Long Range Lethality
In part 1 of this review of Fort Scott Munitions’ TUI (Tumble upon impact) Solid copper spun (brass in the case of the 5.56) ammunition, we took a look at their short range offerings in 9mm and .300 Blackout. To reiterate: These rounds are designed to tumble upon impact with soft tissue and create wound trauma via hydrostatic shock while retaining over 95% of the original weight of the projectile. While the .300 Blackout and 9mm offerings performed well, Fort Scott also sent me some 5.56 and .308 cartridges to try out.
Fort Scott Munitions’ 5.56 62gr SBS load features a solid brass projectile that is sharper than all get-out. I accidentally dropped a round off my loading bench and caught it in my palm point down, which drew blood!
|Bullet Design||Solid Brass Spun (SBS™)|
|Size||OAL: .990”; COAL 2.255”|
MSRP: $23.99/Box of 20
Vs. the standard 62gr green tip’s OAL of .915″, FSM’s 62gr TUI “Brass Hog” round has a longer OAL of .990″. As with their other rounds tested, driving bands are featured on this round, though they differ in location than the USMC’s SOST round. Besides other benefits, driving bands allow for a better gas seal behind the projectile.
Testing of the 5.56 SBS TUI cartridge was conducted with a 20″ LaRue OBR (1:8), 14.5″ Noveske (1:7), and 10″ Sig M400 Pistol (1:7). The temperature was rather cold (12-18 degrees F), which could explain the loss of velocity compared to their average with the 20″ barrel. Velocity results measured with a Labradar are as follows:
- 20″ Barrel: Avg 2975 fps, Std Dev 10.3
- 14.5″ Barrel: Avg 2751 fps, Std Dev 5.9
- 10″ Barrel: Avg 2558 fps, Std Dev 14.7
The standard deviations are pretty low, giving a good indication of the consistency and quality of manufacture. Next, I fired the rounds for accuracy with 5 shot groups at 100 yards with each different barrel length/twist rate. Front and rear supports were used. Average results are as follows:
- 20″ LaRue: 1.2″ (I did manage one .88″ group but it was not representative of the average)
- 14.5″ Noveske: 1.32″
- 10″ Sig M400: 2.09″
Overall, accuracy on paper was acceptable, though not the best load I’ve tested in any of the platforms used. Armed with the velocity DOPE and Hornady’s 4DOF ballistic app, I proceeded to try my hands on steel targets from 200-800 yards. The SBS TUI rounds did not fail to clang the steel, as shot after shot connected.
Fort Scott Munitions’ was also kind enough to send TFB their .308 Solid Copper 168gr TUI load to test. FSM’s round design is patented and features 4 driving bands and a boat tail profile.
|Bullet Design||Solid Copper Spun (SCS®)|
|Size||OAL 1.424 COAL 2.780|
MSRP: $45.59/Box of 20
Again, one has a longer OAL than a conventional BTHP bullet (Sierra’s 168gr BTHP is 1.215″). While their price might seem high at first blush, it is right on target with other manufacturer’s copper offerings which are usually in the $45 range (Federal Premium’s Trophy Copper line comes to mind).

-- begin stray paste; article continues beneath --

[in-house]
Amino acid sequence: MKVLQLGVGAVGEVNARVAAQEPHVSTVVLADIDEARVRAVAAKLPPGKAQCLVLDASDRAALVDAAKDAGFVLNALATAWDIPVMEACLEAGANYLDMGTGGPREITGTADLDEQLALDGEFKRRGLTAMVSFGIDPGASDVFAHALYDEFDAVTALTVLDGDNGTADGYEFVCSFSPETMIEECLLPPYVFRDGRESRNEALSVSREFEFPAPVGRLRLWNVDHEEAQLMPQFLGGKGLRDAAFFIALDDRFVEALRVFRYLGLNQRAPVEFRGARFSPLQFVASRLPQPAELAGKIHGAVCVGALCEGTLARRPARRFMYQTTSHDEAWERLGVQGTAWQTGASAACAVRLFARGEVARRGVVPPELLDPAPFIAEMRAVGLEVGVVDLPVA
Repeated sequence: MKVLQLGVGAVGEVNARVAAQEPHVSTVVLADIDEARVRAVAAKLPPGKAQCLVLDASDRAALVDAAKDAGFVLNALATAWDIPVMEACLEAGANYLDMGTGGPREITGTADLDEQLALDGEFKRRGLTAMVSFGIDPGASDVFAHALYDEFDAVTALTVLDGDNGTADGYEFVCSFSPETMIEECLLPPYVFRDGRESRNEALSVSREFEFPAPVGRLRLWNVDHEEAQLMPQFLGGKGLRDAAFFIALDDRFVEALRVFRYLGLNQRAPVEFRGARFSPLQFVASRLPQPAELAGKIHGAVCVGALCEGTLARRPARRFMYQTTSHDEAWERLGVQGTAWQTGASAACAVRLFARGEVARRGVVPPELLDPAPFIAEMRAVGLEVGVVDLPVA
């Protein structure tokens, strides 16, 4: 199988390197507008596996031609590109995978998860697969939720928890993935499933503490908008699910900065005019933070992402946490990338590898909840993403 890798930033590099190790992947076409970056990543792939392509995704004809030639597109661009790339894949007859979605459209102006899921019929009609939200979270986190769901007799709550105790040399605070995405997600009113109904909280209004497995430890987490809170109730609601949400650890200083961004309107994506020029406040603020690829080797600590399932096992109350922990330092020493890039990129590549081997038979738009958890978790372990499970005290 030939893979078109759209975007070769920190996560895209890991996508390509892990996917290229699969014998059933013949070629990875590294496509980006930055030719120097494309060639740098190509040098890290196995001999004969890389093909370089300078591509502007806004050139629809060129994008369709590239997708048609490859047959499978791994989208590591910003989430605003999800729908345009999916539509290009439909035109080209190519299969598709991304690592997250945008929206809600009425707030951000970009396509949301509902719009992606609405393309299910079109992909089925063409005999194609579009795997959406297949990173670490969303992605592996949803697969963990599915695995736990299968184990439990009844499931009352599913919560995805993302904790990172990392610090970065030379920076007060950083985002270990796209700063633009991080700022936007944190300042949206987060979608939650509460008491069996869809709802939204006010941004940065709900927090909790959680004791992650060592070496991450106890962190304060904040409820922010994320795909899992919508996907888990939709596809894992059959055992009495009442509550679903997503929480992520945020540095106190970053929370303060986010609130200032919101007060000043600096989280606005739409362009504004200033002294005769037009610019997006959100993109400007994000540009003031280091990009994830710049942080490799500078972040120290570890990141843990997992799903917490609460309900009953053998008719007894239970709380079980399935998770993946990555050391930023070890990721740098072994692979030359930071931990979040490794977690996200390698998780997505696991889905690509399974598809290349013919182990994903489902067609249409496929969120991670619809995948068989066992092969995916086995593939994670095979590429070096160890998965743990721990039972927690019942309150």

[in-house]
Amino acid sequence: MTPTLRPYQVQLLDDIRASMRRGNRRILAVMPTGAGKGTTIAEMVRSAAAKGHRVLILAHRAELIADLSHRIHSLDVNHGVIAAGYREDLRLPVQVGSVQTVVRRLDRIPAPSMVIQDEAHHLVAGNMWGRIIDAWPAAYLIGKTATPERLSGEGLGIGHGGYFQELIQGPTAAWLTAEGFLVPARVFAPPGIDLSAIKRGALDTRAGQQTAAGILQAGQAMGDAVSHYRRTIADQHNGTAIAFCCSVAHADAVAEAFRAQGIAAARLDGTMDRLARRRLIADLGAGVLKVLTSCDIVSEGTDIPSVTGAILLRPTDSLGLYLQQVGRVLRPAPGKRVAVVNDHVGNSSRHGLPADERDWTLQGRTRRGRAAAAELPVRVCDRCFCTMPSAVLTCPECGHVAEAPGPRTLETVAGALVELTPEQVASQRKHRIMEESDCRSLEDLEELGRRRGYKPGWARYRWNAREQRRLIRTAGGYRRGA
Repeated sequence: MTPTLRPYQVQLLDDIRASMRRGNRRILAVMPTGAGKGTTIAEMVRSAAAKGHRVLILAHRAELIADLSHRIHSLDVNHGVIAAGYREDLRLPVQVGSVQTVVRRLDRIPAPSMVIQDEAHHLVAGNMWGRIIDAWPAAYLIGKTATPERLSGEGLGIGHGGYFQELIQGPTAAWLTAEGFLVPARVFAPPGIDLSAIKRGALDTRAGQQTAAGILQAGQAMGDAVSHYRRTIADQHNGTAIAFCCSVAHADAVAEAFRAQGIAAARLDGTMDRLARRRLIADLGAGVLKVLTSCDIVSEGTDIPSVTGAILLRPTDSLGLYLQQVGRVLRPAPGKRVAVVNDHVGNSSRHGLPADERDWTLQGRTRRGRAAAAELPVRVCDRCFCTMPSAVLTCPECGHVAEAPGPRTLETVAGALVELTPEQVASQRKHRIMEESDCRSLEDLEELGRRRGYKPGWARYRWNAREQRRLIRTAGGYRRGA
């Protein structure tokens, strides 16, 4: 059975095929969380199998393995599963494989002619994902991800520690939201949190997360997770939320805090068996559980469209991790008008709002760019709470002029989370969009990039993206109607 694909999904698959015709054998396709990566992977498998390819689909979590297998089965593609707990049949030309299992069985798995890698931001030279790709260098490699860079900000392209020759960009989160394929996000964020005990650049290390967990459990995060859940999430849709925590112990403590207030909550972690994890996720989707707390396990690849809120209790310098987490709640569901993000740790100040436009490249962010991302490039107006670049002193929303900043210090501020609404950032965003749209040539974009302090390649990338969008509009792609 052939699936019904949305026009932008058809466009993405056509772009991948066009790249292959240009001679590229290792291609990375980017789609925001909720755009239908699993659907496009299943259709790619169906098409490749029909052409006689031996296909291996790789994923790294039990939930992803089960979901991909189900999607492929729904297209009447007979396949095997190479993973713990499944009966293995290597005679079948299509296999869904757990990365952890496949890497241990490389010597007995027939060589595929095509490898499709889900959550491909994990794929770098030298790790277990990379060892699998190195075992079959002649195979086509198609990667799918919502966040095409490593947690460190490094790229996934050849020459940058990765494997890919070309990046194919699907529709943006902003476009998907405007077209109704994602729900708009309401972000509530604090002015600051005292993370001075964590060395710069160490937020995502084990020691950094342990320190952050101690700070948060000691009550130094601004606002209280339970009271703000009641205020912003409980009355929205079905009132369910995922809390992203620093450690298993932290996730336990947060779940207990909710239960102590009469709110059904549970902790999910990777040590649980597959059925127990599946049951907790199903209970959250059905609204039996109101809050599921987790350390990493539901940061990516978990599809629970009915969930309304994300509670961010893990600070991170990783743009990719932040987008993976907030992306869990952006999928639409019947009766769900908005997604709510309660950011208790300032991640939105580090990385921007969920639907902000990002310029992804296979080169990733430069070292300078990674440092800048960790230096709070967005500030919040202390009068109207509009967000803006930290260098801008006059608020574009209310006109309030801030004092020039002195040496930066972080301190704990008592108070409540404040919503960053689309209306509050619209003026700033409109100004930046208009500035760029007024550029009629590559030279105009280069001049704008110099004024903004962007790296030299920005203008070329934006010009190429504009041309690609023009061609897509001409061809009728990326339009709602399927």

Testing with the .308 cartridge was conducted with a Tikka T3 Lite, an FN SCAR 17s, and a GA Precision Gladius. Rounds grouped well with all three platforms. There were no feeding problems with this cartridge in any of the rifles either.
Muzzle Velocity was tested with the Gladius’ 18″ barrel, temperatures were in the mid 20’s. Results are as follows:
- Avg 2671 fps, Std. Dev 9.6
Accuracy on paper at 100 yards was very good with the .308 as well. While the Tikka and SCAR kept 5 shot groups usually around an inch, the Gladius managed to wring .65″ 5 shot groups out of this round. The round was accurate enough that I kept the SCAR zeroed with it to provide a guest of mine a rifle to hunt with. I also stretched the shots out to 400-1100 yards, with satisfying hits on steel each and every time.
Hell on gel
Fort Scott Munitions provided TFB with Clear Ballistics 10% Clear Gel to test the efficacy of their TUI bullets on soft tissue. Both the 5.56 and .308 rounds demonstrated two very large temporary wound cavities within a 20″ gel block shot at 100 yards. The 5.56 round in particular exhibited quite a bit of yaw in that short space. While there is something to be said for the expansion of a lead bullet, with proper shot placement this round has the potential to be very effective at providing a quick death on game animals. The caveat is that, as with other hunting bullets, one needs to be aware of the range at which the round still has the appropriate velocity to kill instantly.
Speaking of harvesting game-a big benefit of using a solid copper or brass projectile is that it enables one to hunt and harvest where the use of “lead-free” projectiles are mandated by law.
I have found all of Fort Scott Munitions’ cartridges so far to be accurate, as well as demonstrating very good consistency of velocity. Such traits are demonstrative of good manufacturing with a close eye on quality control. I was able to independently verify their claims of “hydrostatic shock” created by these rounds, as well as weight retention for the rounds that I was lucky enough to recover. Though their rounds are expensive, they are right in the price range of many other dedicated match grade hunting or self-defense selections. For consistent quality with an interesting (and lead-free) bullet design, Fort Scott Munitions would be well worth a try.
For more information, please visit Fort Scott Munitions.